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20 years of war and child suffering in Iraq remembered

The first bombing raid of the Gulf War was launched on Iraq 20 years ago, on January 15 1991, the birthday of peacemaker Martin Luther King Jr. The attack was cynically timed to coincide with US prime-time TV news. To mark this anniversary, vigils have been held in the US, in the UK and around the world. In Wrexham, an information stall was held in the town centre, highlighting the effect of the war on Iraq's children.

By January 1991, Iraqis had already been suffering months of punishing sanctions. In the 8 months from August 1990, these were estimated to have killed 47,000 children under the age of 5 [UNICEF]. Millions more babies and children were malnourished and not receiving the medical care they needed because food and medical supplies were not allowed into Iraq even though these items were expressly excluded from the sanctions. The results were nothing short of catastrophic for the Iraqi people.

On New Year's Day 1991, two weeks before the bombing began, four anti-war activists entered Griffiss Air Force Base in New York and disabled a B52 bomber, putting it out of action for the duration of the Gulf War. Remanded in custody pending trial and watching the war unfold on the jail TV set, one of them wrote:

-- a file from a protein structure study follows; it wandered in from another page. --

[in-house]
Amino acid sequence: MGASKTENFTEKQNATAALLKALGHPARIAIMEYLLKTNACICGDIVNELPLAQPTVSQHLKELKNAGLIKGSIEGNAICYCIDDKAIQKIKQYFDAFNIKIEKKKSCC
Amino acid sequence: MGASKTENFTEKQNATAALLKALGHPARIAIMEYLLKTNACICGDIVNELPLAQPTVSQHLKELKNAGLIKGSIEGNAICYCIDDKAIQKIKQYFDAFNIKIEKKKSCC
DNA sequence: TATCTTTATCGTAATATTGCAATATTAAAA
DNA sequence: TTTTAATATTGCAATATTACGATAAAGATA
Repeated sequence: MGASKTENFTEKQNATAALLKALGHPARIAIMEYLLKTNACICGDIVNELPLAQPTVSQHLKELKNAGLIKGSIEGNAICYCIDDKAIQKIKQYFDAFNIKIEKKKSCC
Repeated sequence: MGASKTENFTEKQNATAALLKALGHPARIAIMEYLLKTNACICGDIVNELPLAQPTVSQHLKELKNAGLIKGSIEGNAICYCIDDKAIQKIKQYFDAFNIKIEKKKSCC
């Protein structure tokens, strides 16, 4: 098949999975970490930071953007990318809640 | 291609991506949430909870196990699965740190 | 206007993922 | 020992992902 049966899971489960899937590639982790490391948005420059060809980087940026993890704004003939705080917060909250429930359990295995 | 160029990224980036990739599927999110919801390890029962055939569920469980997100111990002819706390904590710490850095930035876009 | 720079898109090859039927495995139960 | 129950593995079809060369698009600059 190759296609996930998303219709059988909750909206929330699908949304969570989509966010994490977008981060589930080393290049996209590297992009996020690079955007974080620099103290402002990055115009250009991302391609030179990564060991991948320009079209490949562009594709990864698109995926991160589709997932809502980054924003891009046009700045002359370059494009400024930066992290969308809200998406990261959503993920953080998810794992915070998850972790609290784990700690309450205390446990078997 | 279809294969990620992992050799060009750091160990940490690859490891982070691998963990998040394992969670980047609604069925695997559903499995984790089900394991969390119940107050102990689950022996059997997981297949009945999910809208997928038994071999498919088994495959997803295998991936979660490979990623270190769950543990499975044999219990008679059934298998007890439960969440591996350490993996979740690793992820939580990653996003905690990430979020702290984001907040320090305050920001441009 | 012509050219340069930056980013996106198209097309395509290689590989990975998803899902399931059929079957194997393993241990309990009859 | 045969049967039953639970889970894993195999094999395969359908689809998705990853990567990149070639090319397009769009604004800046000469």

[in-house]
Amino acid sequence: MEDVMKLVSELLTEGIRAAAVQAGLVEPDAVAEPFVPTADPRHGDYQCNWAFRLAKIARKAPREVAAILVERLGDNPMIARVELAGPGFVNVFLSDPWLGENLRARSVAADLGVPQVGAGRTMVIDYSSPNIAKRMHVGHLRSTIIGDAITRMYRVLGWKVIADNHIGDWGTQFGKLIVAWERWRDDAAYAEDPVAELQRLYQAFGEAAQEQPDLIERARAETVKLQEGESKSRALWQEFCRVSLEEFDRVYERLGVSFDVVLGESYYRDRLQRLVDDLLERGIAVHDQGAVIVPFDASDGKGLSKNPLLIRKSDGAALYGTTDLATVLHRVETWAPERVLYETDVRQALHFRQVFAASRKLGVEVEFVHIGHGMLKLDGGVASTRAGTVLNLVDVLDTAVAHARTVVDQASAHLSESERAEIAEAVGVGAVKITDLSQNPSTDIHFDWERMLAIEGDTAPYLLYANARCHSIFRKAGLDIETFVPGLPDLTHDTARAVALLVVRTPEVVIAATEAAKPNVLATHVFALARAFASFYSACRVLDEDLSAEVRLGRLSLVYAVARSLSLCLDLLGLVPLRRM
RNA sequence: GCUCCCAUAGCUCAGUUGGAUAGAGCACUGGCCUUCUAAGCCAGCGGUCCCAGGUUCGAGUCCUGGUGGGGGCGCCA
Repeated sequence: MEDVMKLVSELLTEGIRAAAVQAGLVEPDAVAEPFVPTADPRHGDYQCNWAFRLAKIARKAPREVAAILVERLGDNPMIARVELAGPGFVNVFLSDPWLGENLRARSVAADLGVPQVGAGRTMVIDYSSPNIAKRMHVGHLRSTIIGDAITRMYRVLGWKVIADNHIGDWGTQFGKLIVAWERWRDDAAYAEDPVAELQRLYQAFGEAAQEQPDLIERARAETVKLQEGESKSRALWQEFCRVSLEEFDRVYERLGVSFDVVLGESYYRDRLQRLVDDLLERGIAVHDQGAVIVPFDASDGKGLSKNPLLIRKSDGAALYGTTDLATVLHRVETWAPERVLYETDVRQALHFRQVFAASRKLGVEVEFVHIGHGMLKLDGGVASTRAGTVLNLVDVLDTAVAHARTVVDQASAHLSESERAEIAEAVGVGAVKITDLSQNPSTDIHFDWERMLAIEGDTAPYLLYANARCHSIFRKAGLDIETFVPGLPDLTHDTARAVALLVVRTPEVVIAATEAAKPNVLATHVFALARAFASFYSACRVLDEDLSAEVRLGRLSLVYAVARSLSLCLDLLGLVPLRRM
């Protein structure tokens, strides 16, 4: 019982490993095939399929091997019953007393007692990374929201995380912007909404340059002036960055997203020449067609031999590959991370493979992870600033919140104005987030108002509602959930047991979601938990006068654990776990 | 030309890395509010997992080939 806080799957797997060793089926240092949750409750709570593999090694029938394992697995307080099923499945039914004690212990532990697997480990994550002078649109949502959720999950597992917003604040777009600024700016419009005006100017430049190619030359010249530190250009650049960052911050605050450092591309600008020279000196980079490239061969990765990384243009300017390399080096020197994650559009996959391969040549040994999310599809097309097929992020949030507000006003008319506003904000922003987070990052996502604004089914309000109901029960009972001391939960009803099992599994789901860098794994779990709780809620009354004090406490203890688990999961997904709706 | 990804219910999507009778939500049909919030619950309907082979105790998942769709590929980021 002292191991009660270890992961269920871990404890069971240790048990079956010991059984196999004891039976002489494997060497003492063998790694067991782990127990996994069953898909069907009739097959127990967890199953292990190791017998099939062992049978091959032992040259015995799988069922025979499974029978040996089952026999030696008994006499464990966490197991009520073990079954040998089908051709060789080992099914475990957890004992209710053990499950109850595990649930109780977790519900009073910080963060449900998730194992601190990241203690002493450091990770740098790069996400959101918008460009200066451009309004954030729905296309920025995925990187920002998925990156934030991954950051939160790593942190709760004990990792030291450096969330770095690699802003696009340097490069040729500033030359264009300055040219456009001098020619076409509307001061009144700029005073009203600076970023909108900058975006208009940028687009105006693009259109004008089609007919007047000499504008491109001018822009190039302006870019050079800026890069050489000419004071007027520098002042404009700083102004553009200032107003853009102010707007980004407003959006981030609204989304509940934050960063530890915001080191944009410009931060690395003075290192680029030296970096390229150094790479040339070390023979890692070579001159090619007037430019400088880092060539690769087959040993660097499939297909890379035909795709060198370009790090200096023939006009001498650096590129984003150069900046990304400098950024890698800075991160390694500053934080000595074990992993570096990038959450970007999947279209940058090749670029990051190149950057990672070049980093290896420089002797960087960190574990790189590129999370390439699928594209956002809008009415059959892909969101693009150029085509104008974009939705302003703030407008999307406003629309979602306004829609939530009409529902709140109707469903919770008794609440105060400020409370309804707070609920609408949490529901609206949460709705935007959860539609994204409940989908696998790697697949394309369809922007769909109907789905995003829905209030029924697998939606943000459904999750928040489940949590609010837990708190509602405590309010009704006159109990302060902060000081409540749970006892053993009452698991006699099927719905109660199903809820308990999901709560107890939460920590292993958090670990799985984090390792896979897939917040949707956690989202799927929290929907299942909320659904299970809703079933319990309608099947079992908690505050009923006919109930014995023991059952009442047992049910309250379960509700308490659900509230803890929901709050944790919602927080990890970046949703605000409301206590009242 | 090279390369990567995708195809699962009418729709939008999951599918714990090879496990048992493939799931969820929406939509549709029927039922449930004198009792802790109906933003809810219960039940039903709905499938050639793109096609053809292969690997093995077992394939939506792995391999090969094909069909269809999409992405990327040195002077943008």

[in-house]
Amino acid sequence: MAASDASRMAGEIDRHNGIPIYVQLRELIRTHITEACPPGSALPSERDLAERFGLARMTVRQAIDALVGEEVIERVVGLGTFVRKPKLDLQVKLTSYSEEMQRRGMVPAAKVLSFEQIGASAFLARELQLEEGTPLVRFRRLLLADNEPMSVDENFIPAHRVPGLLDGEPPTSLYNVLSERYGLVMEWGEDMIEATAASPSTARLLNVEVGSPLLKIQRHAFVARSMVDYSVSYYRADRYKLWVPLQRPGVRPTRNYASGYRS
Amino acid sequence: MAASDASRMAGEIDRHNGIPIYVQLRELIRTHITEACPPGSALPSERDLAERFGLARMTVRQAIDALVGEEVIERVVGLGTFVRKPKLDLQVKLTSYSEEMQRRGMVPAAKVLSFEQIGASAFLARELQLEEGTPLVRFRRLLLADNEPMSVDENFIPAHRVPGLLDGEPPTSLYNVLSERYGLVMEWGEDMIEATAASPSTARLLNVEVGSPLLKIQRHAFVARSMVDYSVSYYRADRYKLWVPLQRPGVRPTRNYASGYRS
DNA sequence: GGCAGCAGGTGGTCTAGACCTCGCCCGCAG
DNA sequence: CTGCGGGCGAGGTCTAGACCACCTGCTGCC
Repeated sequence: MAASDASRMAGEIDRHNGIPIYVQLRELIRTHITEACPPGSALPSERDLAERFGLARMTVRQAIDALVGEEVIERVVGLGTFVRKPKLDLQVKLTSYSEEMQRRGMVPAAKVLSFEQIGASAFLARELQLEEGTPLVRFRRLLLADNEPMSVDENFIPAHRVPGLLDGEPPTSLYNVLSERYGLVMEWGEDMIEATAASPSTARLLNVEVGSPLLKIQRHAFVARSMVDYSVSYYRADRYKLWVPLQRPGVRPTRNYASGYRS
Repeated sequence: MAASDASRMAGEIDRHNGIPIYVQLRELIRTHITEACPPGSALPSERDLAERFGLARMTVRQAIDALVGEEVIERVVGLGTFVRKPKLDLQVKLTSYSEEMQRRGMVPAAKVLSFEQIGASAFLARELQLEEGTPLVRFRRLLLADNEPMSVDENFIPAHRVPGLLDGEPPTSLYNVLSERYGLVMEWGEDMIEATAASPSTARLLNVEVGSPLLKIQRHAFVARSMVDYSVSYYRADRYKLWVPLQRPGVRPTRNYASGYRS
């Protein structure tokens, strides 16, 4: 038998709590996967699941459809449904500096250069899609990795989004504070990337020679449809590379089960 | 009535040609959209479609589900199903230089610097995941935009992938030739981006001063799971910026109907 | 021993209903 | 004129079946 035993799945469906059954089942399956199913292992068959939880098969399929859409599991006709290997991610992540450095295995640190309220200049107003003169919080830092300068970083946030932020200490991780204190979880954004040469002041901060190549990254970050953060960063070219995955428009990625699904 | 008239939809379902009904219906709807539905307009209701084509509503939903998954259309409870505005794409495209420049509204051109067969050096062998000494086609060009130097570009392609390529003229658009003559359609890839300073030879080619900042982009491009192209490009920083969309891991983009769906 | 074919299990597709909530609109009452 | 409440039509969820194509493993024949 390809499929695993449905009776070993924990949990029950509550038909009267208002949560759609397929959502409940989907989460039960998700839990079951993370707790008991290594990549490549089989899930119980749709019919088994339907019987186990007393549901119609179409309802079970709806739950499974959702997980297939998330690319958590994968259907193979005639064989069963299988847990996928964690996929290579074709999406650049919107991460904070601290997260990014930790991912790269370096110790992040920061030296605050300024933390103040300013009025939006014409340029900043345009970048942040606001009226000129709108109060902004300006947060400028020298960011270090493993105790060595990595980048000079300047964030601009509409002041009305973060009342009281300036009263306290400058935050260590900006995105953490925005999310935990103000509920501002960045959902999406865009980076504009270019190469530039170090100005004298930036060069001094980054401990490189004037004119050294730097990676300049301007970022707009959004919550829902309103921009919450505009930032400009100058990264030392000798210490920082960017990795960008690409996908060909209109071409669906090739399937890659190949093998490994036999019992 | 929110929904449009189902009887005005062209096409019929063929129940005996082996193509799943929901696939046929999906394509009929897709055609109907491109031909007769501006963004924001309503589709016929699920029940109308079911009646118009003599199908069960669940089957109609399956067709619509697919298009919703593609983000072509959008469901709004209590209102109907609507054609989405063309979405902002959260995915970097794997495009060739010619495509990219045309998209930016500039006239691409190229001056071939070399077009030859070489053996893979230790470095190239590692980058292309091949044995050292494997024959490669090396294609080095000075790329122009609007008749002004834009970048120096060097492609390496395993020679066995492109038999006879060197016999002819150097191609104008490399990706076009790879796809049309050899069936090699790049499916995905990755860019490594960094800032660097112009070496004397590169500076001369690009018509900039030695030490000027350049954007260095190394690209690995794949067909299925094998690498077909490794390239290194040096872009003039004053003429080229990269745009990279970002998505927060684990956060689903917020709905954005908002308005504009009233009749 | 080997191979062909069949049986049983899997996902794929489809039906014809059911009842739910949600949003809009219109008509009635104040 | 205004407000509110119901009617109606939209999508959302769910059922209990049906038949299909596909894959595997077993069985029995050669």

From the outset, the military conflict has been presented as a Nintendo Game, free of serious consequence. Forty-four thousand bombing missions flown with no casualties shown, very cynical, very slick, very marketable. As death and destruction is reduced to blips on a video screen, dialogue is reduced to a discussion of technique: "how we will win?" rather than "why are we there?" The conflict is stripped of history, politics, economics with pivotal issues ignored and forgotten....Who armed Saddam Hussein? Who supported him, in the eight year war with Iran? Who created Kuwait and why? Does anyone remember the Shah? [Ciaron O'Reilly, 1991]

The 'official' TV presentation of the war was very far from the truth. Tens of thousands were killed during the bombing but the real mass killing of civilians was still 'work in progress', as a planned longer term result of the 'precision warfare' which had decimated Iraq's infrastructure. Power production, food production, transportation, healthcare, education, water treatment and sewerage were all effectively put out of action, a tactic which has been described as 'bomb now, die later'. Without their life sustaining infrastructure and with ongoing crippling sanctions, Iraqi civilians were left to die of disease and malnutrition. Children, especially babies, were the most vulnerable.

Sanctions remained in place in the years between 1991 and the invasion and occupation of Iraq in 2003. Although measures such as the Oil-for-Food programme were introduced to reduce the suffering of the civilian population and to silence mounting criticism of the sanctions, these are widely considered to have failed miserably. High ranking UN officials resigned in protest. A UNICEF report found that between 1991 and 1998 half a million babies and children under 5 died in Iraq over and above the expected death rate.